Another one bites the dust. Jitin Prasada’s decision to leave the Congress party and join the Bharatiya Janata Party (BJP) is another sign of the deep problems that plague the grand old party, problems it is inexplicably refusing to address head on.
The Congress party and its supporters jeered when Jitin Prasada crossed over, calling out his “lack of ideological principles” and pointing out (correctly) that he was hardly a political “heavyweight” having lost the last three elections he had contested from his home state, Uttar Pradesh. All of this is true.
Political opportunism is being sought to be normalised by those who see hopping from one party to another as a perfectly legitimate exercise to further their own interests. In an ideal world, this must be and should be called out because it completely undermines ideology in politics.
Politicians must be held accountable for doing ideological U-turns. The fact that Jitin Prasada has not had an election victory in years, that he doesn’t even have a pan UP influence and that he was in charge of the Congress’ campaign in Bengal, where they drew a blank, is another harsh truth. It also exposes the hypocrisy of the BJP which keeps attacking ‘dynasts’ in politics but embraces them warmly when they switch sides, like Prasada.
But politics is about perception and the optics of his exit do not play well for the Congress, only reinforcing that the party is in a state of complete disarray.
For one, Jitin Prasada was considered close to Rahul Gandhi, much like Jyotiraditya Scindia who migrated to the BJP last year. It is good PR for the BJP to pin this as Rahul Gandhi’s friends jumping ship, especially before the UP polls due early next year where the BJP is facing its own problems.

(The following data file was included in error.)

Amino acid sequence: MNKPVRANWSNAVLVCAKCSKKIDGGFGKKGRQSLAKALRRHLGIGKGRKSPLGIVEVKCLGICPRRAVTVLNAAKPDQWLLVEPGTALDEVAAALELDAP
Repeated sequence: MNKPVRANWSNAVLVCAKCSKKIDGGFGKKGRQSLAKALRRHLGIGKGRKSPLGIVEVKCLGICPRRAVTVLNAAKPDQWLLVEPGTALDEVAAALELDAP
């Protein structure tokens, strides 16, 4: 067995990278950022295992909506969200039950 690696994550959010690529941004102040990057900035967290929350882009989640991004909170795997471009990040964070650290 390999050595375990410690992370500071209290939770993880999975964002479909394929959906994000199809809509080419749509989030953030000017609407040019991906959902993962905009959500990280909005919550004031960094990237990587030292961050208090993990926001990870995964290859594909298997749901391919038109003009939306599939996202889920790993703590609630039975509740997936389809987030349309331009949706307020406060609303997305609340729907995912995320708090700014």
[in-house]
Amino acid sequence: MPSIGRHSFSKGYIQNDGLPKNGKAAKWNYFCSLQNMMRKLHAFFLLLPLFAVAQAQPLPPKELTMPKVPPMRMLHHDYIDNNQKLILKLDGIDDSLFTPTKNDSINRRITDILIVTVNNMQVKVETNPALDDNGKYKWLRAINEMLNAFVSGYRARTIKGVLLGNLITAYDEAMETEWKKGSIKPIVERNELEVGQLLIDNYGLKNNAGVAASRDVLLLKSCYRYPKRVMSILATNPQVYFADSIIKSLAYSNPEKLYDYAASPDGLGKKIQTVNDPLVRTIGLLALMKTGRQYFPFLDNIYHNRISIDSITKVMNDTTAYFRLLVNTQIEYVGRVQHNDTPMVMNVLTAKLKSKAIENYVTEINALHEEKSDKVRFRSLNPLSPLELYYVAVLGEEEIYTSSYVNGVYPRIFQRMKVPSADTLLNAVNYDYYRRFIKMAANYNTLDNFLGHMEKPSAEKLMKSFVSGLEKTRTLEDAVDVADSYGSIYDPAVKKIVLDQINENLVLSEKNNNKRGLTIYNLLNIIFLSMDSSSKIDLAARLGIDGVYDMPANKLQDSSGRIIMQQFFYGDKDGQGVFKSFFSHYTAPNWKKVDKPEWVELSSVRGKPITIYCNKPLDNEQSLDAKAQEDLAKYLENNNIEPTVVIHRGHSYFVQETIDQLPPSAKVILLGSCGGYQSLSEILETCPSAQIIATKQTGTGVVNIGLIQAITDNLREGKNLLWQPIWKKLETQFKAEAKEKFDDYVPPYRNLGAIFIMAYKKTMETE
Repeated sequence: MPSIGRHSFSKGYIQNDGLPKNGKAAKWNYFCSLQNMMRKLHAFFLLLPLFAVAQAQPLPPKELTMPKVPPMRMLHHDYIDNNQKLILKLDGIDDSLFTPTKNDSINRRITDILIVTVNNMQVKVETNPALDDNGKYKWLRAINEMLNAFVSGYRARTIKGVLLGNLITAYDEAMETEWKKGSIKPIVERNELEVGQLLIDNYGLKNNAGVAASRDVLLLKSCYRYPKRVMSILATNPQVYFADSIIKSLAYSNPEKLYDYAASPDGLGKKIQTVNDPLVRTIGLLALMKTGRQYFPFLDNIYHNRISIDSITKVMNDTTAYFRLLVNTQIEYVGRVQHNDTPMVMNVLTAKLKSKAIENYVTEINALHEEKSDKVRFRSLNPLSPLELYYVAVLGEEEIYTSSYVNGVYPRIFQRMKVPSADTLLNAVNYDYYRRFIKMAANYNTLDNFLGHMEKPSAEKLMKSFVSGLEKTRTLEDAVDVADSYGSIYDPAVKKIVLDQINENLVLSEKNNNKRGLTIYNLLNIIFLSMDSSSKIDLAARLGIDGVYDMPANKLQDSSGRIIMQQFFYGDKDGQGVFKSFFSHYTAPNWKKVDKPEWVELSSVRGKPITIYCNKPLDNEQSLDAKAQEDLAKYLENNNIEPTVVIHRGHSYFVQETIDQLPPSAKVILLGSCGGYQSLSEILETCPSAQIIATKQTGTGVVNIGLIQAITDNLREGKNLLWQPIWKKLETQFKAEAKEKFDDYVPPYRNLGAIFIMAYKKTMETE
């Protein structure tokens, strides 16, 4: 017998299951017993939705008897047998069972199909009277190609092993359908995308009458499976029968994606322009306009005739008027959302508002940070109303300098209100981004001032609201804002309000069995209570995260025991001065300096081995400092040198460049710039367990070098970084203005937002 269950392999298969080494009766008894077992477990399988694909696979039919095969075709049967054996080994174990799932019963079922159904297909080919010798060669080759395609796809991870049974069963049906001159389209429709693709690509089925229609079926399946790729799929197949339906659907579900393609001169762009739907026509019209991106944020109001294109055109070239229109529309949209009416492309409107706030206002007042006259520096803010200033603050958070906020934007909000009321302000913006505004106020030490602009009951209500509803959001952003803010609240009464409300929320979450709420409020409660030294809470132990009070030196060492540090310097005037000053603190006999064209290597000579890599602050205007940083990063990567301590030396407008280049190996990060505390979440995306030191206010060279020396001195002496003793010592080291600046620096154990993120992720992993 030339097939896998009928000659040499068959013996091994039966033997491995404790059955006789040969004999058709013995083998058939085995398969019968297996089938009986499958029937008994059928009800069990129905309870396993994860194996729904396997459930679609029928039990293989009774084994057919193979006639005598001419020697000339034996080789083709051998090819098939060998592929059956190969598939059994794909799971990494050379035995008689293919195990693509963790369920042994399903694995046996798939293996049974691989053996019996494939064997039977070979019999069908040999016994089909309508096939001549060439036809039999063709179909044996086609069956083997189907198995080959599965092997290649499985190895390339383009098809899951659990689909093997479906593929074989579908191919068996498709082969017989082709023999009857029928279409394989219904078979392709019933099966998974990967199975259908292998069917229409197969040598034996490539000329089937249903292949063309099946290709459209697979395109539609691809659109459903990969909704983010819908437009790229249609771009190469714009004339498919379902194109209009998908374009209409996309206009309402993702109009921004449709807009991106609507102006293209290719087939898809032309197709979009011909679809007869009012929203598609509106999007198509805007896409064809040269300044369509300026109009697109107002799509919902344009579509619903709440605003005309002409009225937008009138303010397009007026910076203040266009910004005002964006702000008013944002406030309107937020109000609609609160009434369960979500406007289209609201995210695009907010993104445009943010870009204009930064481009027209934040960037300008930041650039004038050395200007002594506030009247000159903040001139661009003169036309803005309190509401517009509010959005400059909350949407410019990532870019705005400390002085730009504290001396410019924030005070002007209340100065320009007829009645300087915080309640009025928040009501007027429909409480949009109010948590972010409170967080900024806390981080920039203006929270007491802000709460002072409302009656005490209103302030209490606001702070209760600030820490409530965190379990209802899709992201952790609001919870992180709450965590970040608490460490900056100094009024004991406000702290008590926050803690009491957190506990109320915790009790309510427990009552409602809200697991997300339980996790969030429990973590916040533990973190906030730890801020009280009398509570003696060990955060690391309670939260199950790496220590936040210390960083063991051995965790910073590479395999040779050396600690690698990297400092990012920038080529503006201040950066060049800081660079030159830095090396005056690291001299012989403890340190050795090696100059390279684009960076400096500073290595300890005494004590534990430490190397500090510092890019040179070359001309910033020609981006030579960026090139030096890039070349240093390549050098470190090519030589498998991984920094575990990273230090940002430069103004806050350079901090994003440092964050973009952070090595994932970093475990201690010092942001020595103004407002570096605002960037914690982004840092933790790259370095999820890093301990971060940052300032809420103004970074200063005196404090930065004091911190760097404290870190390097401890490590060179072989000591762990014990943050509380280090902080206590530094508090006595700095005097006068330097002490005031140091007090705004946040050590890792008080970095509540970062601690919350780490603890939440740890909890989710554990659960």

Secondly, while the Congress may pooh-pooh his political credentials, don’t forget that Jitin Prasada was a union minister in the UPA government. He may not be a “heavyweight” but he was not such a lightweight either. Thirdly, Jitin Prasada is among the group of 23 congress leaders who had written to Sonia Gandhi last year pleading for urgent reform and change in the party, which has been going adrift since 2014.
Though Jitin later withdrew from that letter (and was ‘rewarded’ with the charge of Bengal), nothing has moved in the party and Jitin finally quit. There are fresh rumblings in Rajasthan with reports that Sachin Pilot, who lead a rebellion last year, is getting restless again. Infighting in the Punjab unit of the Congress has made headlines over the last few weeks.
Why is the country’s principal opposition party unable to get its act together?
Are the Gandhis serious?
Since 2014, the Congress has steadily floundered with the exception of election victories in a few states (some of which the BJP snatched back through dirty tricks) like Rajasthan, Punjab and Chhattisgarh. Two of these three big states are now facing serious infighting. The ‘will he, won’t he’ drama surrounding Rahul Gandhi and whether he will officially lead the Congress is frankly tiring. There is absolutely no indication that the Gandhis are serious about making drastic changes, including removing themselves from the equation, in order to save the party.
A senior Congress leader told the Indian Express about his dismay that Jitin Prasada left at a time when criticism against the Modi government has grown over COVID-19, saying “even at such a time, if Congressmen are seeing no hope in the party … what can we say? I can’t even say it is a wake-up call because how can you wake up the dead?”
The news paper quoted another leader as saying “Mr (Rahul) Gandhi acting as the president without holding the post … Madam Gandhi holding the post but not acting as one … there are many issues.” The Congress has seen the exit of several senior leaders since 2014 — from Himanta Biswa Sarma to S M Krishna to Narayan Rane, Shankersinh Vaghela, N Biren Singh and many more. Instead of doing something about it, the party is only sinking into a deeper hole.
The disarray in the Congress also has serious implications for opposition unity at the centre. Political strategist Prashant Kishor met Sharad Pawar for several hours in Mumbai this week, setting off speculation that they may be working on getting an opposition alliance in place for the 2024 elections. The weakest link in that possible alliance is ironically the only pan India opposition party — the Congress.
There are strong moves to make Pawar the face to lead an opposition alliance. But can this work without the Congress getting its act together? For now, the rumblings are only growing and the Congress may see more exits in the months ahead.